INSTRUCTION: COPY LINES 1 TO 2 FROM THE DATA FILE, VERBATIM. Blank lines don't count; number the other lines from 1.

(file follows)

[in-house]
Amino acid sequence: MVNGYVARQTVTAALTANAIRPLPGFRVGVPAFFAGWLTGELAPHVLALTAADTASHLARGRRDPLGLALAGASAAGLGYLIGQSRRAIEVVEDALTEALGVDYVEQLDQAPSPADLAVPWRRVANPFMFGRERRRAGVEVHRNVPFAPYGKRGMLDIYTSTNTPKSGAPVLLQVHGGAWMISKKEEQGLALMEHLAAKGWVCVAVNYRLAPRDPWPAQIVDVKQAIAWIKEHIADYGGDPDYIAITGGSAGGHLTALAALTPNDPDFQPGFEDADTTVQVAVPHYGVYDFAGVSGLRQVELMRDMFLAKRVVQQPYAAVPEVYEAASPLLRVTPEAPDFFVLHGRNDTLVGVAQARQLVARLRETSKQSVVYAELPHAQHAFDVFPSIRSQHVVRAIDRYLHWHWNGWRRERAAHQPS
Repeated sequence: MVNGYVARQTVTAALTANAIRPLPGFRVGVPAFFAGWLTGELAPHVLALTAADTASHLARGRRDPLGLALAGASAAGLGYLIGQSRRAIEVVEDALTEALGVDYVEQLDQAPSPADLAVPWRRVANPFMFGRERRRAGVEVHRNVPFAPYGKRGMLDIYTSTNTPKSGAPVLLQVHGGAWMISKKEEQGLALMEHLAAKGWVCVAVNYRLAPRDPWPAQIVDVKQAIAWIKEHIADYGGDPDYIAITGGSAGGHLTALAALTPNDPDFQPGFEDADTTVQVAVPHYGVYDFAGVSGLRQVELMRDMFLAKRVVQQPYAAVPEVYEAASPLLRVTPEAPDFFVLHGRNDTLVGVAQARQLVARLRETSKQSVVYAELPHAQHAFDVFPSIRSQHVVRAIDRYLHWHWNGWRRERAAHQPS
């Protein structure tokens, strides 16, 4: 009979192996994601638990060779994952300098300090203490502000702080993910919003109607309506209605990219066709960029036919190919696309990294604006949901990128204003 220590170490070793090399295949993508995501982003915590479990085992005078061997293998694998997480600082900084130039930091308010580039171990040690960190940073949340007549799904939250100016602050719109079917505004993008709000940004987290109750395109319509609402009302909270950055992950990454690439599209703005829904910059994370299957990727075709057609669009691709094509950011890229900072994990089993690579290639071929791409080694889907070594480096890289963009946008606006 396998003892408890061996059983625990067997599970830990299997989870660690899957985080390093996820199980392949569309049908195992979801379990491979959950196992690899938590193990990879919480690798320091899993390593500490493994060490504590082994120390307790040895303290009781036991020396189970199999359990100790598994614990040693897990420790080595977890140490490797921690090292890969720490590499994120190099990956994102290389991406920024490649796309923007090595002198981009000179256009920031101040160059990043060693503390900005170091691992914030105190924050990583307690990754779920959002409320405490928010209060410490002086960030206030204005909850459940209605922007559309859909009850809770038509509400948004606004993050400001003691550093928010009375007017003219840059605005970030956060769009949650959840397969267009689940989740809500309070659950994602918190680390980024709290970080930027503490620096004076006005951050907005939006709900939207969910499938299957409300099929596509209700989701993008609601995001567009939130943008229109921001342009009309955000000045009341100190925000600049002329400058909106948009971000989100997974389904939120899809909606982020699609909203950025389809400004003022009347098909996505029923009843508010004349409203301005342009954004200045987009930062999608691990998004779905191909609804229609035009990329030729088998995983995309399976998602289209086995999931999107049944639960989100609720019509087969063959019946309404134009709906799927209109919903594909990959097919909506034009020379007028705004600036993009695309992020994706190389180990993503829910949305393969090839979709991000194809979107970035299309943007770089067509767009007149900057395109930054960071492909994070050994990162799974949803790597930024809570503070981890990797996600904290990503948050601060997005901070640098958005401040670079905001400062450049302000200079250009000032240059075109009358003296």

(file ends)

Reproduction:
[in-house]
Amino acid sequence: MVNGYVARQTVTAALTANAIRPLPGFRVGVPAFFAGWLTGELAPHVLALTAADTASHLARGRRDPLGLALAGASAAGLGYLIGQSRRAIEVVEDALTEALGVDYVEQLDQAPSPADLAVPWRRVANPFMFGRERRRAGVEVHRNVPFAPYGKRGMLDIYTSTNTPKSGAPVLLQVHGGAWMISKKEEQGLALMEHLAAKGWVCVAVNYRLAPRDPWPAQIVDVKQAIAWIKEHIADYGGDPDYIAITGGSAGGHLTALAALTPNDPDFQPGFEDADTTVQVAVPHYGVYDFAGVSGLRQVELMRDMFLAKRVVQQPYAAVPEVYEAASPLLRVTPEAPDFFVLHGRNDTLVGVAQARQLVARLRETSKQSVVYAELPHAQHAFDVFPSIRSQHVVRAIDRYLHWHWNGWRRERAAHQPS